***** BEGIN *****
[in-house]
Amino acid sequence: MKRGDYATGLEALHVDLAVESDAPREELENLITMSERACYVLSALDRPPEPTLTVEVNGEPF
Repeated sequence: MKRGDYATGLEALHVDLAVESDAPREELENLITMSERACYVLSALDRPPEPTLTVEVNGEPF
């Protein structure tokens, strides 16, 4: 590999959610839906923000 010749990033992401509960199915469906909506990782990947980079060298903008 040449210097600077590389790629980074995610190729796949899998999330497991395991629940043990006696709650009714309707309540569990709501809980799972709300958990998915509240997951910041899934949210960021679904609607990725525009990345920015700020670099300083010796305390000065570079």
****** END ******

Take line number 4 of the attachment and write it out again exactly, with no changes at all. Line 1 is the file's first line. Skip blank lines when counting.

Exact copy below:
């Protein structure tokens, strides 16, 4: 590999959610839906923000 010749990033992401509960199915469906909506990782990947980079060298903008 040449210097600077590389790629980074995610190729796949899998999330497991395991629940043990006696709650009714309707309540569990709501809980799972709300958990998915509240997951910041899934949210960021679904609607990725525009990345920015700020670099300083010796305390000065570079």